# Sum Bucket, Derivative, and Cumulative Sum Aggregations Tutorial

Posted by Vineeth Mohan July 15, 2016

In this installment of the pipeline aggregations series, we introduce three important pipeline aggregations: Sum Buckets, Derivative Sum, and Cumulative Sum Aggregations. These aggregations provide us with easy ways to get required results by using the results of other aggregations.

### Data Set

The data set we use here is the same which we used in our previous article on pipeline aggregations, but with a small change. Here we add a field `"relatedDeaths"` to all documents, indicating weather related deaths per month in both the cities.

A sample document with the appropriate change will look like:

```curl -X PUT "localhost:9200/weather-data" -d '{
"mappings": {
"city": {
"properties": {
"city":{
"type": "string",
"index": "not_analyzed"
},
"date": {
"type":   "date",
"format": dd-MM-yyyy"
},
"temp":{
"type": "integer"
},
"relatedDeaths":{
"type": "integer"
}
}
}
}
}'
curl -X PUT "localhost:9200/weather-data/city/1" -d '{
"city": "NY",
"date": "01-01-2015",
"temp": 38,
"relatedDeaths": 20
}'```

### Sum Bucket Aggregation

The field `"relatedDeaths"` tells us how many people died due to weather related issues. Suppose we want to know the total weather related deaths in the state of New York, within the given data. We can use the `"sum_bucket"` aggregation for this purpose.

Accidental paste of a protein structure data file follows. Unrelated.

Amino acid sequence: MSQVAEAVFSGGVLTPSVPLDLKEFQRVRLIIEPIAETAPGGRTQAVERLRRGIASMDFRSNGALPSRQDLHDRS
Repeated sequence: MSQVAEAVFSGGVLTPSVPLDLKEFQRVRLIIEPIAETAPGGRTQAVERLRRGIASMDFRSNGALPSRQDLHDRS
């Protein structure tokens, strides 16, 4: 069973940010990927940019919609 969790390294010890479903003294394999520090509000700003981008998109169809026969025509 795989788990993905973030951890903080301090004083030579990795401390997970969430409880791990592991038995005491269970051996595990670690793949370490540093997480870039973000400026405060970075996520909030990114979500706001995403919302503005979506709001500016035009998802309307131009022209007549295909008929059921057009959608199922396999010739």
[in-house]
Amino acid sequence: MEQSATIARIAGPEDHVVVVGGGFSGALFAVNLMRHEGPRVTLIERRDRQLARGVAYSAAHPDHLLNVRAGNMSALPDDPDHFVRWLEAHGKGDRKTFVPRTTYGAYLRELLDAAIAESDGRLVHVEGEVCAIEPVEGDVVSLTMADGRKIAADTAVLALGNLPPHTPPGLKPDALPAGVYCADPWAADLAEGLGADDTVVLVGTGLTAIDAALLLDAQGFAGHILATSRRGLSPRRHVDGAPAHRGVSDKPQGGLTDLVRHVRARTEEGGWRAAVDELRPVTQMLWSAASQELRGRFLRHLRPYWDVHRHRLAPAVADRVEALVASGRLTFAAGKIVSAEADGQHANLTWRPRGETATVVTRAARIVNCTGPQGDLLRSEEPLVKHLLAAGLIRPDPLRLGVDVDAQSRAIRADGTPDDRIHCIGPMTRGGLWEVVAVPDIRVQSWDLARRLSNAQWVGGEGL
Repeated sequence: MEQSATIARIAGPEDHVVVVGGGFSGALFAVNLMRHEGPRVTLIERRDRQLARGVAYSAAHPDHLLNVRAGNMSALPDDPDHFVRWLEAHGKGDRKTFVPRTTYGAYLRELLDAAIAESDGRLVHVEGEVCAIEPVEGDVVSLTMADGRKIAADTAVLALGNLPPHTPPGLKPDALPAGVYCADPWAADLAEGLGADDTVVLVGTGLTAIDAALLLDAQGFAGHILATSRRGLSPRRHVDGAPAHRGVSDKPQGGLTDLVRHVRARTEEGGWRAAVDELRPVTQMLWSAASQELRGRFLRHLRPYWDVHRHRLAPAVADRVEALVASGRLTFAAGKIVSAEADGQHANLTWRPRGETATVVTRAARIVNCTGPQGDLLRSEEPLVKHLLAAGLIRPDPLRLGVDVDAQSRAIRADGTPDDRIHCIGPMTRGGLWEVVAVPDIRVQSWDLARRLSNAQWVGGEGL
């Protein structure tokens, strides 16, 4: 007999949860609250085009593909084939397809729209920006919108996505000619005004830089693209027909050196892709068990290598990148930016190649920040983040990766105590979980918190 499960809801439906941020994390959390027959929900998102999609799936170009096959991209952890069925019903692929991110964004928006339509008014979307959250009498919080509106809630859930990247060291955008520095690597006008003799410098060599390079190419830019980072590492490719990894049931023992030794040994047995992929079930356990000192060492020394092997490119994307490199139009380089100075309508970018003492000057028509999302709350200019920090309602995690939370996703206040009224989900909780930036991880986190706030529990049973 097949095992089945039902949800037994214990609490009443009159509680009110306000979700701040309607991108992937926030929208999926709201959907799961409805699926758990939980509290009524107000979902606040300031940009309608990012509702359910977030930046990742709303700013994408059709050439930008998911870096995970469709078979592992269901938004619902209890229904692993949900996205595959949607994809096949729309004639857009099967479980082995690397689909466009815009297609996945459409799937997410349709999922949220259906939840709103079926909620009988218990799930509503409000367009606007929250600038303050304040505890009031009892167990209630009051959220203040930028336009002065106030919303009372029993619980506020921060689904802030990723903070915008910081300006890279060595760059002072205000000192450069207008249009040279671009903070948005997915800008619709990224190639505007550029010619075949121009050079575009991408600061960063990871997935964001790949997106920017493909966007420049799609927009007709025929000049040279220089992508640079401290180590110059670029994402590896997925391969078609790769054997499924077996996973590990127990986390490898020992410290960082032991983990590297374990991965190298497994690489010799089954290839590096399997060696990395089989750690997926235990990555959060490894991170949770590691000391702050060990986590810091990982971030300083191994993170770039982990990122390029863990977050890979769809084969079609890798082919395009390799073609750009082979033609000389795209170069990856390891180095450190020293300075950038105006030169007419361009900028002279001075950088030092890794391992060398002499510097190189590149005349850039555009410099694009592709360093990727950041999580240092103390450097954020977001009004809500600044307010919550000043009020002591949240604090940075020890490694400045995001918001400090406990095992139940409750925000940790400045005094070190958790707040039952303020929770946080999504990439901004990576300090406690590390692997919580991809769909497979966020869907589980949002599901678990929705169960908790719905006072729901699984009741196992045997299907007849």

First, query all the documents for New York from the index. Now, apply a `date_histogram` aggregation with the name `temp` and then a sibling aggregation of `"sum"`, which gives the sum of the `relatedDeath` field per month.

Then, use the `"sum_bucket"` aggregation to get the total of the per-month-sum of the `"relatedDeath"` field. Do this by setting the parameter `"bucket_path"` to `"temp>monthly"``"temp"` and `"monthly"` are the names given for the `"date_histogram"` and `"sum"` sibling aggregations respectively.

This returns the combined sum of weather related deaths, in 2015, in the state of New York. The query from above looks like:

```curl -XPOST 'http://localhost:9200/weather-data/_search?pretty' -d '{
"query": {
"match": {
"city": "NY"
}
},
"aggs": {
"temp": {
"date_histogram": {
"field": "date",
"interval": "month",
"format": "dd-MM-yyyy"
},
"aggs": {
"monthly": {
"sum": {
"field": "relatedDeaths"
}
}
}
},
"sum_bucket_demo": {
"sum_bucket": {
"buckets_path": "temp>monthly"
}
}
}
}'
```

In the response under the aggregations, you see an aggregation named `"sum_bucket_demo"` with “value” field equalling the combined total of each month’s “relatedDeath” field average in each bucket of the “date_histogram” aggregation.

### Cumulative Sum Aggregation

In the previous section, we saw how to calculate the total number of weather related deaths in the given set of documents. What if we need to find out the cumulative sum of the deaths per month in the state of New York. That is, in simpler terms, the weather related deaths so far per month statistics. Here the cumulative sum pipeline aggregation becomes applicable.

```curl -XPOST 'http://localhost:9200/weather-data/_search?pretty' -d '{
"query": {
"match": {
"city": "NY"
}
},
"aggs": {
"temp": {
"date_histogram": {
"field": "date",
"interval": "month",